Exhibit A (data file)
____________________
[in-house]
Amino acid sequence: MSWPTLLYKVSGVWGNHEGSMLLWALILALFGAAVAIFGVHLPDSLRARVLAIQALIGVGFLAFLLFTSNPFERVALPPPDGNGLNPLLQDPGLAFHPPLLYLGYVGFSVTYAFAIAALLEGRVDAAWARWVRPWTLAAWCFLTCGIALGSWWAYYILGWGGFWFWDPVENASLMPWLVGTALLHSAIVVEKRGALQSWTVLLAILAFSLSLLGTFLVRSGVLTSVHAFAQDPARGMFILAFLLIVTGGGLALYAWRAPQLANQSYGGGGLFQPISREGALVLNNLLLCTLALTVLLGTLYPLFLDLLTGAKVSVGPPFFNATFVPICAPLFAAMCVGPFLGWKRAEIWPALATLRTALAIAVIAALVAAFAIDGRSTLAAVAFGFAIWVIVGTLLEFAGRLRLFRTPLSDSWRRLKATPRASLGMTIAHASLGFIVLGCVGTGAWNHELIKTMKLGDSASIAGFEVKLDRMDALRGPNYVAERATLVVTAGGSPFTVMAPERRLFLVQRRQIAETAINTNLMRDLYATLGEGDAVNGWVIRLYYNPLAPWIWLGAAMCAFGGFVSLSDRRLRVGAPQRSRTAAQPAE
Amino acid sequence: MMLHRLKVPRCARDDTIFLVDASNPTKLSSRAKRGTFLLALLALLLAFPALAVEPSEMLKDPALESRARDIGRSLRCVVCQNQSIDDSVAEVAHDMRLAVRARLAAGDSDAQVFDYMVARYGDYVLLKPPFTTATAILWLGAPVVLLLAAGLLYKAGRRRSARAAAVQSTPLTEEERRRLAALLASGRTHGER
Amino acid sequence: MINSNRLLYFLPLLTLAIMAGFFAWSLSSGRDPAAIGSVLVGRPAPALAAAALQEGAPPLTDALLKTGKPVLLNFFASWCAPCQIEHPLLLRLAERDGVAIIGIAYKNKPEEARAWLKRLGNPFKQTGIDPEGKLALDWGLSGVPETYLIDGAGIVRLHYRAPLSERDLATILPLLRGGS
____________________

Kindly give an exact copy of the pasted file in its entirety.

[in-house]
Amino acid sequence: MSWPTLLYKVSGVWGNHEGSMLLWALILALFGAAVAIFGVHLPDSLRARVLAIQALIGVGFLAFLLFTSNPFERVALPPPDGNGLNPLLQDPGLAFHPPLLYLGYVGFSVTYAFAIAALLEGRVDAAWARWVRPWTLAAWCFLTCGIALGSWWAYYILGWGGFWFWDPVENASLMPWLVGTALLHSAIVVEKRGALQSWTVLLAILAFSLSLLGTFLVRSGVLTSVHAFAQDPARGMFILAFLLIVTGGGLALYAWRAPQLANQSYGGGGLFQPISREGALVLNNLLLCTLALTVLLGTLYPLFLDLLTGAKVSVGPPFFNATFVPICAPLFAAMCVGPFLGWKRAEIWPALATLRTALAIAVIAALVAAFAIDGRSTLAAVAFGFAIWVIVGTLLEFAGRLRLFRTPLSDSWRRLKATPRASLGMTIAHASLGFIVLGCVGTGAWNHELIKTMKLGDSASIAGFEVKLDRMDALRGPNYVAERATLVVTAGGSPFTVMAPERRLFLVQRRQIAETAINTNLMRDLYATLGEGDAVNGWVIRLYYNPLAPWIWLGAAMCAFGGFVSLSDRRLRVGAPQRSRTAAQPAE
Amino acid sequence: MMLHRLKVPRCARDDTIFLVDASNPTKLSSRAKRGTFLLALLALLLAFPALAVEPSEMLKDPALESRARDIGRSLRCVVCQNQSIDDSVAEVAHDMRLAVRARLAAGDSDAQVFDYMVARYGDYVLLKPPFTTATAILWLGAPVVLLLAAGLLYKAGRRRSARAAAVQSTPLTEEERRRLAALLASGRTHGER
Amino acid sequence: MINSNRLLYFLPLLTLAIMAGFFAWSLSSGRDPAAIGSVLVGRPAPALAAAALQEGAPPLTDALLKTGKPVLLNFFASWCAPCQIEHPLLLRLAERDGVAIIGIAYKNKPEEARAWLKRLGNPFKQTGIDPEGKLALDWGLSGVPETYLIDGAGIVRLHYRAPLSERDLATILPLLRGGS